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Colorado's Darcy Tucker taken off ice with a concussion

Friday, 10.23.2009 / 10:55 PM / News

By Rick Sadowski  -  NHL.com Correspondent

DENVER - Colorado Avalanche left wing Darcy Tucker was taken to a hospital with a concussion after taking a hit from the Carolina Hurricanes' Tuomo Ruutu at 5:26 of the second period in Friday night's game at the Pepsi Center.

The Avalanche reported that Tucker, who was knocked out by the hit, had regained consciousness and was fully alert.

"We know he suffered a concussion," coach Joe Sacco said after the Avs' 5-4 victory. "He was alert and he was moving, so those are positive signs.

Ruutu was assessed a major penalty for boarding and a game misconduct.

"It was a hit from behind and they called a five-minute boarding penalty, and that's what it was," Sacco said. "It's unfortunate. Darcy's been playing very well for us. We hope he's going to be fine and then we hope we get him back as soon as we can."

Tucker fell on his back and lay on the ice for several minutes before he was immobilized on a stretcher board and taken by ambulance to the hospital. He was able to move his right arm as he was taken off.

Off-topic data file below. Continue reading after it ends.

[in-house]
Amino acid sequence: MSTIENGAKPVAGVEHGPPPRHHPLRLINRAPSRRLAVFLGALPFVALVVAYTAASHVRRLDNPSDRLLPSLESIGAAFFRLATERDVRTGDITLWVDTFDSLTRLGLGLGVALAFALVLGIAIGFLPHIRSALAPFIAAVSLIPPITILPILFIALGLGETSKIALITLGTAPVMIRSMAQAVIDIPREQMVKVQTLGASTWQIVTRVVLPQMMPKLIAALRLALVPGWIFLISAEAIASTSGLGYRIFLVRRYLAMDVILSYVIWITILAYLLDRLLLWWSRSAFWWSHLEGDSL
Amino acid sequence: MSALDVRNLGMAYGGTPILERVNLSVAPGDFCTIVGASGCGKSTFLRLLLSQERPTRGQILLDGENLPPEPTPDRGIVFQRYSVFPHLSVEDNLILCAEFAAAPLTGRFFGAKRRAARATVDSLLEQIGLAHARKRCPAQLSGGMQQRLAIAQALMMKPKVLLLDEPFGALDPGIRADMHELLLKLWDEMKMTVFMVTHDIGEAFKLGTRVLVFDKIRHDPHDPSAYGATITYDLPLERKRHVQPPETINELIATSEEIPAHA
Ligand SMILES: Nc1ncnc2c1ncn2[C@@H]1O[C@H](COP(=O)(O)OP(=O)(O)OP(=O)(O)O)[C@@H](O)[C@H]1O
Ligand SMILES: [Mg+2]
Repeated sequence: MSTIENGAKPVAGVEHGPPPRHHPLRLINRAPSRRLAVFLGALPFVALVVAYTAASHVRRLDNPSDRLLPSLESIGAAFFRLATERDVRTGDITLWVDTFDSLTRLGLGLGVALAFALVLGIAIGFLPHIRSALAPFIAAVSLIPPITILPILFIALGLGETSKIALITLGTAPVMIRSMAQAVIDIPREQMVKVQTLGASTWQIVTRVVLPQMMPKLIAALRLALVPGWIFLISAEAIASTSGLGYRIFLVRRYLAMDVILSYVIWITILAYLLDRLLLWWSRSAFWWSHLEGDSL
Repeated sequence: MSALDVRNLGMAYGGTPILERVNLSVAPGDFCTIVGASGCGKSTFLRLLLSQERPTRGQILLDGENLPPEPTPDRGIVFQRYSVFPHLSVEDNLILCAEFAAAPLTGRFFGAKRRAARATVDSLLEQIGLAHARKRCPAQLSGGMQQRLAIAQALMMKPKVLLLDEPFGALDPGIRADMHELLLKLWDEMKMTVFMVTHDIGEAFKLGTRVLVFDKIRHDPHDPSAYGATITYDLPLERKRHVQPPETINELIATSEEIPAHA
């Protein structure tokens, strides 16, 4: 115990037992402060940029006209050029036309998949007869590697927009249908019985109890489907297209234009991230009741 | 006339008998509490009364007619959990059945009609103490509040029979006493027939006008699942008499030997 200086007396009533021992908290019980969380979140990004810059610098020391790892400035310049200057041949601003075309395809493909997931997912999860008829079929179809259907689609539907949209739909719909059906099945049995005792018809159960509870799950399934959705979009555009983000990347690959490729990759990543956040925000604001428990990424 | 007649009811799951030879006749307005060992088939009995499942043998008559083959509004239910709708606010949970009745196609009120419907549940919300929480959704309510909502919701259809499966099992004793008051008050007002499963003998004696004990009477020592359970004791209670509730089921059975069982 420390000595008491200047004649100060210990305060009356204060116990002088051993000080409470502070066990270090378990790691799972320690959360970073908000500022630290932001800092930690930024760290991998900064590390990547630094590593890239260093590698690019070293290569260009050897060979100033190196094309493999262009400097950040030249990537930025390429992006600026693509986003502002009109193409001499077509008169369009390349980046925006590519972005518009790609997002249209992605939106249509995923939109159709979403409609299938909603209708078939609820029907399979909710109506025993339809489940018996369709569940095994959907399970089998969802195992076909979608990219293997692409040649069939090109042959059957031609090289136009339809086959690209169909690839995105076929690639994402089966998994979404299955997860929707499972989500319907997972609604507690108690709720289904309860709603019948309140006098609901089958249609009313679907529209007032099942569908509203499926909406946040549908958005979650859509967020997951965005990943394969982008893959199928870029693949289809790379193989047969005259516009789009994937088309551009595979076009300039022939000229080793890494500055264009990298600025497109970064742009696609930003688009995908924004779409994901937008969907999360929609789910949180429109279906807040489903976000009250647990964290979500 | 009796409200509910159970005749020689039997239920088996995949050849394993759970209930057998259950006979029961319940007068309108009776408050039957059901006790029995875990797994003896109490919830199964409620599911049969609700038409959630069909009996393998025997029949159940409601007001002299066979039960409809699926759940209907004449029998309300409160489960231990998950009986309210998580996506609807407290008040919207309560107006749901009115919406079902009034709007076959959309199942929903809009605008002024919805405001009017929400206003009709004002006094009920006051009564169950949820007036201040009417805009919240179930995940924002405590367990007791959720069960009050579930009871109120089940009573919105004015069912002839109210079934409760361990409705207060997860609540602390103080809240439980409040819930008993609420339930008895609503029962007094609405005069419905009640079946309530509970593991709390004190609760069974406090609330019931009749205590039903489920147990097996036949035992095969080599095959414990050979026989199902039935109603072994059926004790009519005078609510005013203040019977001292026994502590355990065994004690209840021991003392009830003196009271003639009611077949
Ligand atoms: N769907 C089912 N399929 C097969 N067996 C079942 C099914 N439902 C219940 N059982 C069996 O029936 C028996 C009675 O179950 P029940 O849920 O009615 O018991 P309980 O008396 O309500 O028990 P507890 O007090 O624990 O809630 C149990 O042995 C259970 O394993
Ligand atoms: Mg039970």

"The League will take care of it," said Carolina coach Paul Maurice, who coached Tucker in Toronto. "I'm a huge Darcy Tucker supporter, so I hope he's OK."

Colorado's Adam Foote was given a minor for roughing, leaving Colorado with a three-minute power play. Milan Hedjuk scored with 26 seconds left in the man advantage to give Colorado a 3-2 lead.

"Ruutu's got a history," said Foote, the Avs' captain. "He hits late, he hits from behind. So I felt like it was probably dirty if your guy is laying there."



Quote of the Day

It's pretty crazy, but believe me when I say we didn't draft these players with the mindset we had to because they had good hockey-playing dads. It just turned out that way. But we're certainly glad they're a part of our organization.

— Arizona Coyotes director of amateur scouting Tim Bernhardt regarding the coincidence that six of the organization's top prospects are sons of former NHL players